A people who might endure: a people who might find their way back to living lightly, living innocently…
… who would they be? How might it work? How might we get there?
Sometimes, you have to take a few steps back in order to see ahead. In 1986, Ursula Le Guin published Always Coming Home. One of the few women to thrive in the fast-moving and competitive world of 20th century sci-fi and fantasy, Le Guin famously used the ‘what if’s of sci-fi to test theory after theory of how humans are, how they might be, if things were different.
Perhaps most famously, she tried out being free of acquisitiveness in The Dispossessed, neatly demonstrating some of the consequences of our obsession with possession by exploring a society largely bereft of possessions, or of the desire for them. It was criticised for demonstrating that such a society couldn’t work – it existed only because it was on a harsh, bleak world – a satellite of a world in fact – that no-one much wanted. It was praised too, for what it tells us about us.
But Always Coming Home, at over 500 pages, is a different animal entirely. More of an extended portrait than a novel, it explores another people living in a flawed environment – but it is the environment we left behind. The people in this book, Le Guin says, might be going to have lived a long, long time from now in Northern California.
Their birth rate is low, they endure genetic diseases, a legacy of a previous age, an age that left vast tracts of land poisoned, the land and the climate unstable but they live in a new way. Something, somewhere way back when, was learned and built in. An aggressive, colonising society grows up among them – and is contained, and collapses on itself, and the containment and collapse are explained. Where there are doubts, the author steps in, to argue with and question a character – at one point, accusing a woman of being a ‘smart arse Utopian’, and finds the work written off as ‘a glass of milk for the soul ulcered by acid rain, a piece of pacifist jeanjacquerie…’ and yet the questions do get answered, the possibilities offered. Le Guin did not intend Always Coming Home to be shot down as unworkable.
Discussions between communities about how to deal with the aggressor that rose above them demonstrate that the jeanjacquerie got put in its place. “Do not fight these sick people, cure them with human behaviour,” advises a messenger at a safe distance. “You come up north here and do that,” replies a messenger from a community on the front line, with dour realism, before a better answer is sought.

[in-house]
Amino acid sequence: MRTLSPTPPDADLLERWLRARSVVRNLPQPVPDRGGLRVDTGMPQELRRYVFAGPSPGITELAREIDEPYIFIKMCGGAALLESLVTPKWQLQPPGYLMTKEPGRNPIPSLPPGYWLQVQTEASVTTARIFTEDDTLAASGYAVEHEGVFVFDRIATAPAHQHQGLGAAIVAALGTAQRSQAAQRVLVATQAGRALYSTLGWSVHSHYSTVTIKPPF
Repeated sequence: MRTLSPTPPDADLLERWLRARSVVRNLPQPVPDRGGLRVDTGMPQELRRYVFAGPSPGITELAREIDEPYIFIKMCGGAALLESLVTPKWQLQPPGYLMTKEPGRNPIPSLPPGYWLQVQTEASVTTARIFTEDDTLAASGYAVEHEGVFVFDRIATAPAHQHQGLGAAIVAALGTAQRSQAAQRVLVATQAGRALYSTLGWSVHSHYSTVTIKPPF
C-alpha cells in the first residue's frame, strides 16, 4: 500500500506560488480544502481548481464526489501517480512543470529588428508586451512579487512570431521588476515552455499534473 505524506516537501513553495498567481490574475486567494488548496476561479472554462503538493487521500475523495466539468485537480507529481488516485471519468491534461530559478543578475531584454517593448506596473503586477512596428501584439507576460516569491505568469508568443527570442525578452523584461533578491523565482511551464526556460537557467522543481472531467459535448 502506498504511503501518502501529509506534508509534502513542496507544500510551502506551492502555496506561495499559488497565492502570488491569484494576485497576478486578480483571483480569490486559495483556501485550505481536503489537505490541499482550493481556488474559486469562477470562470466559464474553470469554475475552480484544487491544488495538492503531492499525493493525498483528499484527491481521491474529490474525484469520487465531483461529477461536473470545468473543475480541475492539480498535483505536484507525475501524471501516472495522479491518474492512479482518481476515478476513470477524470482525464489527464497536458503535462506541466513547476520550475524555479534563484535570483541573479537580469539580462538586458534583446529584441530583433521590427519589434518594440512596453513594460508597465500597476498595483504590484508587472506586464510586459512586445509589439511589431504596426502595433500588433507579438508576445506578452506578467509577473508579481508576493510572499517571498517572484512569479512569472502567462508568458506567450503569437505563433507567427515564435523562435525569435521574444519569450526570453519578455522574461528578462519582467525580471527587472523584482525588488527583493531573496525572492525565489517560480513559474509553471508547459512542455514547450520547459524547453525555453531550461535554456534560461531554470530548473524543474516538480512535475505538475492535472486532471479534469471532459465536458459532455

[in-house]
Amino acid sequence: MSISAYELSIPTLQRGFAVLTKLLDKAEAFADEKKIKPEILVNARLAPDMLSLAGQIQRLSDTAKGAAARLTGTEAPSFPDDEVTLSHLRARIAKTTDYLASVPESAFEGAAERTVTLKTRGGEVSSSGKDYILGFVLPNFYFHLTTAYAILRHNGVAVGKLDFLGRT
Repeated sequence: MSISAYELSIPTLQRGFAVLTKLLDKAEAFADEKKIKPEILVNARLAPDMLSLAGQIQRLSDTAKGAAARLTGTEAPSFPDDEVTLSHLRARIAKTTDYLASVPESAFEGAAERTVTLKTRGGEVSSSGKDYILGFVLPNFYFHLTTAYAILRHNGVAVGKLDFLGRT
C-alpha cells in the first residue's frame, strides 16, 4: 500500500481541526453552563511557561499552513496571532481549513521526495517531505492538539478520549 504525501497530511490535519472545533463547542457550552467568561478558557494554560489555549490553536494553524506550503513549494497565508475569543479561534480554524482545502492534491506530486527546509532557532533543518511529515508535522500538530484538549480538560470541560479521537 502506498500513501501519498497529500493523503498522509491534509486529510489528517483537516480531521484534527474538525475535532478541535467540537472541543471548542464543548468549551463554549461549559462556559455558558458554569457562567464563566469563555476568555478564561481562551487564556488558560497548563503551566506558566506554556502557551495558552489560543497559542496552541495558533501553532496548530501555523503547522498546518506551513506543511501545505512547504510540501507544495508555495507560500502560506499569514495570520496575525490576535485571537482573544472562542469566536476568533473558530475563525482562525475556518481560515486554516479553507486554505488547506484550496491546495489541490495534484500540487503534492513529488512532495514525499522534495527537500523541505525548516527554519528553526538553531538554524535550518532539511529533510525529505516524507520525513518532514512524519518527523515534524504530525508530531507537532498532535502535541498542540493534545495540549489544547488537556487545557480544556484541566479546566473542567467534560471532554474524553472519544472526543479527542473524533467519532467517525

The ancient people – the people who did not endure are mentioned in stories and histories, as a people ‘with their heads on backwards’. The question of why the problem society in this era do not thrive has, if you have your head on the right way round, a hundred answers. One is about the failure of their attempt to mass manufacture the engines of war:
After all, the cost of maintaining, fuelling, and operating such machine s at the very height of the Industrial Age was incalculable, impoverishing the planet’s substance forever and requiring the great majority of humankind to live in servitude and poverty.
More exercising, once you get into the mind set of the peoples of this book is why on earth did anyone try to – and there is a hint or two and a theory or three about answers – one is the strange religion of the aggressors – in fact, One is their religion – which makes every other person, human or animal, a mere other, to them.
But it’s really worth taking a reflective stroll through the whole of the 500 pages, and the ideas they taste, and it’s pleasant a pleasant read, rambling on the mountainsides of California, picking up the feel of this weave of ideas, and a useful one, now that (unlike when I was young) a large proportion of us really are expending energy on trying to work out how our children and grandchildren might survive.
Ursula Le Guin
Always Coming Home
Ursula Le Guin
The editions I have are out of print but go do a search. I bet you can find them somewhere about the place. Better still, ask your local bookshop to have a go.
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